Prev. 100Simple Magnet1 Simple Substitution1 Simples1 Simpleton1 Simpson1 Sims-Edison Torpedo1Sin2 Sinbad the Sailor1 Since1 Sindbad the Sailor1 Sinden1 Sine Curve1 Sine die1 Sine Galvanometer1 Sine invidia1 Sine Law1 Sine odio1 Sine qua non1 Sinegen1 Sinen1 Sing1 Sing out1 Sing Sing2 Sing small2 Sing.1 Singe1 Single Coil Dynamo1 Single Curb Working1 Single Fluid Theory1 Single Fluid Voltaic Cell1 Single Needle Telegraph1 Single Peeper1 Singleton2 Sing-song1 Sinistrotorsal. adj.1 Sink down1 Sinkers1 Sinks1 Sinne1 Sinon2 Sinuous Current1 Sinus2 Siouns1 Sipes1 Siphon Recorder1 Si-quar1 Sir Andrew Freeport1 Sir Anthony Absolute1 Sir Archibald Alison1 Sir Aubrey de Vere, 2nd Baronet1 Sir Cauline1 Sir Charles Dilke, 2nd Baronet1 Sir Charles Grandison1 Sir Charles Sedley, 5th Baronet1 Sir David Brewster1 Sir David Dunder1 Sir Dayonet1 Sir Ector1 Sir Edward1 Sir Ezzelin1 Sir Frederick Eden, 2nd Baronet1 Sir Fyrapel1 Sir Galahad1 Sir George Cornewall Lewis, 2nd Bar...1 Sir Geraint1 Sir Gibbie1 Sir Gobble1 Sir Guy, Earl of Warwick1 Sir Harry1 Sir Henry Rawlinson, 1st Baronet1 Sir Hugh Evans 1 Sir James Tennent1 Sir John1 Sir John Barleycorn1 Sir John Beaumont1 Sir John Bowring1 Sir John Fitz1 Sir Joseph Banks1 Sir “judas” Stukeley1 Sir Lancelot Threlkeld1 Sir Launfal1 Sir Leicester Dedlock1 Sir Loin1 Sir Michael Scott1 Sir Nathaniel Wraxall, 1st Baronet1 Sir Peter Teazle1 Sir Ralph Abercromby1 Sir Reverence2 Sir Richard Blackmore1 Sir Richard Fanshawe, 1st Baronet1 Sir Robert Ayton1 Sir Robert Cotton, 1st Baronet, of ...1 Sir Robert Hazlewood1 Sir Roger de Coverley1 Sir Samuel Egerton Brydges1 Sir Samuel White Baker1 Sir Satyrane1 Sir Thomas Browne1 Sir Thopas1 Sir Timothy1 Prev. 100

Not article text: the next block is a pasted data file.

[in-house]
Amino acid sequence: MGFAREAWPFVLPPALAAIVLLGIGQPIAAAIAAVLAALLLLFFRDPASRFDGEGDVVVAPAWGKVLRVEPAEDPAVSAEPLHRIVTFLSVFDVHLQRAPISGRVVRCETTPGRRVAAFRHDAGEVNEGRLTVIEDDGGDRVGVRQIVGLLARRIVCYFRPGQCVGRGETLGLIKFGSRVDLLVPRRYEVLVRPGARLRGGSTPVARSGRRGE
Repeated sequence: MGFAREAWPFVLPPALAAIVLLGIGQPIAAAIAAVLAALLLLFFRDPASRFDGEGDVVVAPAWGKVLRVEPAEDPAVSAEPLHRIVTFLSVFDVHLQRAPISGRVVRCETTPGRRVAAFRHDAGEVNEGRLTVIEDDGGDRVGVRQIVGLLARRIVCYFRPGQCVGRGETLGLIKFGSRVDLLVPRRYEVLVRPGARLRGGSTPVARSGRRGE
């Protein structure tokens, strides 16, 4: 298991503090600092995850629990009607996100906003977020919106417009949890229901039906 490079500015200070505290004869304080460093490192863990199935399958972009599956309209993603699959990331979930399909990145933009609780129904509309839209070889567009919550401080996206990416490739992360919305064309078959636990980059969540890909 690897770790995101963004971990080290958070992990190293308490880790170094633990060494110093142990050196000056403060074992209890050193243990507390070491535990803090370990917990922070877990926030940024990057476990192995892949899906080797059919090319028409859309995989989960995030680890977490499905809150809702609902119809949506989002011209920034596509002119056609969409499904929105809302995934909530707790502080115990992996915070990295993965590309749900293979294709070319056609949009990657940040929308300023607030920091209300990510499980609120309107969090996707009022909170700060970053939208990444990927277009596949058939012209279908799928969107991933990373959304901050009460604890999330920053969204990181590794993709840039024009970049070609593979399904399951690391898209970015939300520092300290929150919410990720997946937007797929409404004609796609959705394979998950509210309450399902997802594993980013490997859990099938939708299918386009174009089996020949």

Sims-Edison Torpedo

A torpedo driven by an electric motor, and also steered by electricity. Its motions are all controlled from the shore. The torpedo proper is carried some distance below the surface of the water by a vessel immediately above it, from which it is suspended by two rigid bars. In the torpedo is a cable reel on which the conducting cable is disposed. An electric motor and controlling gear are also contained within the torpedo. In its front the explosive is placed. It is driven by a screw propeller actuated by the electric motor. As it moves it pays out cable so that it has no cable to draw after it through the water, the cable lying stationary in the water behind it. This avoids frictional resistance to its motion. The maintenance of the torpedo at a proper depth is one of the advantages of the system.